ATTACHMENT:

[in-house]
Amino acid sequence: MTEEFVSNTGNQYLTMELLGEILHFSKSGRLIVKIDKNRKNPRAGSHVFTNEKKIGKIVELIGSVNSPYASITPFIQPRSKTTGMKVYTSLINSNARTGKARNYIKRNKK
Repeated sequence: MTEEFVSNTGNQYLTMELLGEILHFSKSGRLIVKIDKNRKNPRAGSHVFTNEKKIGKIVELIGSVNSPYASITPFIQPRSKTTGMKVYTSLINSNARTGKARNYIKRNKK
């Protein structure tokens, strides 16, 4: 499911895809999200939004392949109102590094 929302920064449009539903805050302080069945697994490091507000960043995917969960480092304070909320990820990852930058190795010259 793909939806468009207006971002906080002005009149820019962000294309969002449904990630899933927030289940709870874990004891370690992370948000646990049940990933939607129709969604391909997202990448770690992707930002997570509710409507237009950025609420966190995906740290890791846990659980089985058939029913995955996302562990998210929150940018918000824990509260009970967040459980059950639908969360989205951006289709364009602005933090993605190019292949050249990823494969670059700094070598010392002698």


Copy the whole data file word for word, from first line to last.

[in-house]
Amino acid sequence: MTEEFVSNTGNQYLTMELLGEILHFSKSGRLIVKIDKNRKNPRAGSHVFTNEKKIGKIVELIGSVNSPYASITPFIQPRSKTTGMKVYTSLINSNARTGKARNYIKRNKK
Repeated sequence: MTEEFVSNTGNQYLTMELLGEILHFSKSGRLIVKIDKNRKNPRAGSHVFTNEKKIGKIVELIGSVNSPYASITPFIQPRSKTTGMKVYTSLINSNARTGKARNYIKRNKK
């Protein structure tokens, strides 16, 4: 499911895809999200939004392949109102590094 929302920064449009539903805050302080069945697994490091507000960043995917969960480092304070909320990820990852930058190795010259 793909939806468009207006971002906080002005009149820019962000294309969002449904990630899933927030289940709870874990004891370690992370948000646990049940990933939607129709969604391909997202990448770690992707930002997570509710409507237009950025609420966190995906740290890791846990659980089985058939029913995955996302562990998210929150940018918000824990509260009970967040459980059950639908969360989205951006289709364009602005933090993605190019292949050249990823494969670059700094070598010392002698």